Inside Track: Ethical Dilemmas: Leaving a Firm to Start Your Own? How and Who Tells Your Clients?:

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  • Ethical Dilemmas: Leaving a Firm to Start Your Own? How and Who Tells Your Clients?

    Lawyers have an ethical duty to inform clients of their departure from a firm. How and when to notify clients depends on the type of departure.


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    July 16, 2014 – This month’s Ethical Dilemmas question focuses on differing scenarios of a lawyer taking leave of a firm and how to ensure you are meeting your ethical responsibility your clients.

    Question

    I am leaving my current law firm and starting my own practice. I would like to personally call my current clients, rather than write them a letter, to tell them. Is that permissible? Do I need to tell my firm before I tell my clients?

    Answer

    Under SCR 20:1.4(a)(3), a lawyer has a duty to keep current clients reasonably informed about the status of their matters. The departure of a lawyer who has primary or substantial responsibility for a client’s matter is a significant event in the representation that impacts the client’s right to choose his or her own counsel. Consequently, a departing lawyer has an ethical duty to notify current clients of the lawyer’s departure. This responsibility is shared by the firm. This is not to say that every current client of a departing lawyer must receive two notices – one from the lawyer and one from the firm. This simply means that a both the firm and the departing lawyer have an ethical duty to ensure that the affected clients receive timely notice.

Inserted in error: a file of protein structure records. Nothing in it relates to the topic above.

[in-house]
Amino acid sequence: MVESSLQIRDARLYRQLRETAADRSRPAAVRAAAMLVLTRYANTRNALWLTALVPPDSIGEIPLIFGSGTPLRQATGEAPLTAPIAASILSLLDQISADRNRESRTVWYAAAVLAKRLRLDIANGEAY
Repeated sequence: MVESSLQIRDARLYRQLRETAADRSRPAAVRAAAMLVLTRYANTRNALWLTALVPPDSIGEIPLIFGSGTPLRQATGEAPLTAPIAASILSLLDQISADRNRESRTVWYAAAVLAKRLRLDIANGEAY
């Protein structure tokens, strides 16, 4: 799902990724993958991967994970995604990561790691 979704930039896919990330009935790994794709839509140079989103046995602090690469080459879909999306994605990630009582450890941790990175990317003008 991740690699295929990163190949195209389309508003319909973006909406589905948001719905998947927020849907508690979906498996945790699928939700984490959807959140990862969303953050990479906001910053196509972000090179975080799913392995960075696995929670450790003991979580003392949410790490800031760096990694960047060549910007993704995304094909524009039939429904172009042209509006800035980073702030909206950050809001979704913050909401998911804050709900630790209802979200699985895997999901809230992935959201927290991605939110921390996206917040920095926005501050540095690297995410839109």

Perhaps the best way to protect clients’ interests is for the departing lawyer and her law firm to give joint notice of the lawyer's impending departure to all current clients for whom the lawyer has performed significant professional services while at the firm. Unfortunately, this is not always feasible when the departure is not amicable. When the departing lawyer reasonably anticipates that the firm will not cooperate on providing such a joint notice, she herself must provide notice to those clients for whose active matters she currently is responsible or plays a principal role in the delivery of legal services, and preferably should confirm the conversations in writing so as to memorialize the details of the communication and her compliance with SCR 20:7.3 and 7.1.

    There is no required format for the notice to clients, although both the lawyer and the firm are well advised, for their own protection, to provide the notice in writing.

    Any initial in-person or written notice informing clients of the departing lawyer's new affiliation that is sent before the lawyer's resigning from the firm should be limited to clients whose active matters the lawyer has direct professional responsibility at the time of the notice (i.e., the current clients). The notice generally should conform to the following guidelines:

    • The notice should contain the fact of and the date of the lawyer’s departure from the firm;